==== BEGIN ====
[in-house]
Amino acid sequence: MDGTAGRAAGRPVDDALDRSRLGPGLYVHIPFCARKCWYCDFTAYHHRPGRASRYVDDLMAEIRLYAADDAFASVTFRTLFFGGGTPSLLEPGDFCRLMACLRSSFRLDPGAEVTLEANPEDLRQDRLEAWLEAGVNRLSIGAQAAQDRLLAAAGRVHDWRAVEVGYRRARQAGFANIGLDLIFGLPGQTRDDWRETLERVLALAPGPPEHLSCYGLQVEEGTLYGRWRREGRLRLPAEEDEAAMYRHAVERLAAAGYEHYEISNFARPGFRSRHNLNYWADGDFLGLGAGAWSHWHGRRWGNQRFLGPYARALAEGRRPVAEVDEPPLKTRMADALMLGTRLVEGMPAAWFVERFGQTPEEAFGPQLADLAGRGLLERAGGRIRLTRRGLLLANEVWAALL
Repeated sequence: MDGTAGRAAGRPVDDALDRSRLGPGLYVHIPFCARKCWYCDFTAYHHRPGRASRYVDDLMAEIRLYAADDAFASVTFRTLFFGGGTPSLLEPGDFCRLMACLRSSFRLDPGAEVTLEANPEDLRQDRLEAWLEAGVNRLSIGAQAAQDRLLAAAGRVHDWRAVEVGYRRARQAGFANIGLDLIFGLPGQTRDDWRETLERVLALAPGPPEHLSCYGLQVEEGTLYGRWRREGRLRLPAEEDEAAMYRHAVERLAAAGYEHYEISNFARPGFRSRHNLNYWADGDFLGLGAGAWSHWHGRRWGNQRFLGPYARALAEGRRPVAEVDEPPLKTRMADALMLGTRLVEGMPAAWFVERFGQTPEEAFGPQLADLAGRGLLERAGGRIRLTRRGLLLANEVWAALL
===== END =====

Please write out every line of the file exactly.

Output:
[in-house]
Amino acid sequence: MDGTAGRAAGRPVDDALDRSRLGPGLYVHIPFCARKCWYCDFTAYHHRPGRASRYVDDLMAEIRLYAADDAFASVTFRTLFFGGGTPSLLEPGDFCRLMACLRSSFRLDPGAEVTLEANPEDLRQDRLEAWLEAGVNRLSIGAQAAQDRLLAAAGRVHDWRAVEVGYRRARQAGFANIGLDLIFGLPGQTRDDWRETLERVLALAPGPPEHLSCYGLQVEEGTLYGRWRREGRLRLPAEEDEAAMYRHAVERLAAAGYEHYEISNFARPGFRSRHNLNYWADGDFLGLGAGAWSHWHGRRWGNQRFLGPYARALAEGRRPVAEVDEPPLKTRMADALMLGTRLVEGMPAAWFVERFGQTPEEAFGPQLADLAGRGLLERAGGRIRLTRRGLLLANEVWAALL
Repeated sequence: MDGTAGRAAGRPVDDALDRSRLGPGLYVHIPFCARKCWYCDFTAYHHRPGRASRYVDDLMAEIRLYAADDAFASVTFRTLFFGGGTPSLLEPGDFCRLMACLRSSFRLDPGAEVTLEANPEDLRQDRLEAWLEAGVNRLSIGAQAAQDRLLAAAGRVHDWRAVEVGYRRARQAGFANIGLDLIFGLPGQTRDDWRETLERVLALAPGPPEHLSCYGLQVEEGTLYGRWRREGRLRLPAEEDEAAMYRHAVERLAAAGYEHYEISNFARPGFRSRHNLNYWADGDFLGLGAGAWSHWHGRRWGNQRFLGPYARALAEGRRPVAEVDEPPLKTRMADALMLGTRLVEGMPAAWFVERFGQTPEEAFGPQLADLAGRGLLERAGGRIRLTRRGLLLANEVWAALL